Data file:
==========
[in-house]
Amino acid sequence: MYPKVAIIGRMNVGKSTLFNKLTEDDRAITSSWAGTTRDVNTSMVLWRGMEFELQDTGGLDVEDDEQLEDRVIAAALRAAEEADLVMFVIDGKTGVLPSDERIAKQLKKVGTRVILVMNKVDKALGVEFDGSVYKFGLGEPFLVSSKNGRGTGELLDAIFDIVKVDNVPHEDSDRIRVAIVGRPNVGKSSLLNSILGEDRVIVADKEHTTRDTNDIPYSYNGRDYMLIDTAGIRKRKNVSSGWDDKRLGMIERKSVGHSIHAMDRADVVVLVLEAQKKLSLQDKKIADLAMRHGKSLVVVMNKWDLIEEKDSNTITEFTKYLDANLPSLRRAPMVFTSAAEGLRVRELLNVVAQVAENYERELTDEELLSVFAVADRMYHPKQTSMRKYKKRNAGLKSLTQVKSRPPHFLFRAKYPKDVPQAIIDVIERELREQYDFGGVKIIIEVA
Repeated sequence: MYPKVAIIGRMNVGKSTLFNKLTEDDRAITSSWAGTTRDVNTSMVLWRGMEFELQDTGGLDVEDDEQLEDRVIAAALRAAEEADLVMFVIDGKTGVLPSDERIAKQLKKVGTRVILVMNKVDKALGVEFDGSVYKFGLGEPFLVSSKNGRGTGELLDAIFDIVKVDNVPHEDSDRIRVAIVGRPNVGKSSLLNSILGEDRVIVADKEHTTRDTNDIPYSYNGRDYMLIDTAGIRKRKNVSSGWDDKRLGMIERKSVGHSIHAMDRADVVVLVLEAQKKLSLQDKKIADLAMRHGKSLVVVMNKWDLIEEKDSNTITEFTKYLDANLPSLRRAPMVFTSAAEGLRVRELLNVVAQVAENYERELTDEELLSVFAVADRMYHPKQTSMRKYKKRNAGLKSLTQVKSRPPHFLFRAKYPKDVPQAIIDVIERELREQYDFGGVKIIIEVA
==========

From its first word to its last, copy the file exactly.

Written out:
[in-house]
Amino acid sequence: MYPKVAIIGRMNVGKSTLFNKLTEDDRAITSSWAGTTRDVNTSMVLWRGMEFELQDTGGLDVEDDEQLEDRVIAAALRAAEEADLVMFVIDGKTGVLPSDERIAKQLKKVGTRVILVMNKVDKALGVEFDGSVYKFGLGEPFLVSSKNGRGTGELLDAIFDIVKVDNVPHEDSDRIRVAIVGRPNVGKSSLLNSILGEDRVIVADKEHTTRDTNDIPYSYNGRDYMLIDTAGIRKRKNVSSGWDDKRLGMIERKSVGHSIHAMDRADVVVLVLEAQKKLSLQDKKIADLAMRHGKSLVVVMNKWDLIEEKDSNTITEFTKYLDANLPSLRRAPMVFTSAAEGLRVRELLNVVAQVAENYERELTDEELLSVFAVADRMYHPKQTSMRKYKKRNAGLKSLTQVKSRPPHFLFRAKYPKDVPQAIIDVIERELREQYDFGGVKIIIEVA
Repeated sequence: MYPKVAIIGRMNVGKSTLFNKLTEDDRAITSSWAGTTRDVNTSMVLWRGMEFELQDTGGLDVEDDEQLEDRVIAAALRAAEEADLVMFVIDGKTGVLPSDERIAKQLKKVGTRVILVMNKVDKALGVEFDGSVYKFGLGEPFLVSSKNGRGTGELLDAIFDIVKVDNVPHEDSDRIRVAIVGRPNVGKSSLLNSILGEDRVIVADKEHTTRDTNDIPYSYNGRDYMLIDTAGIRKRKNVSSGWDDKRLGMIERKSVGHSIHAMDRADVVVLVLEAQKKLSLQDKKIADLAMRHGKSLVVVMNKWDLIEEKDSNTITEFTKYLDANLPSLRRAPMVFTSAAEGLRVRELLNVVAQVAENYERELTDEELLSVFAVADRMYHPKQTSMRKYKKRNAGLKSLTQVKSRPPHFLFRAKYPKDVPQAIIDVIERELREQYDFGGVKIIIEVA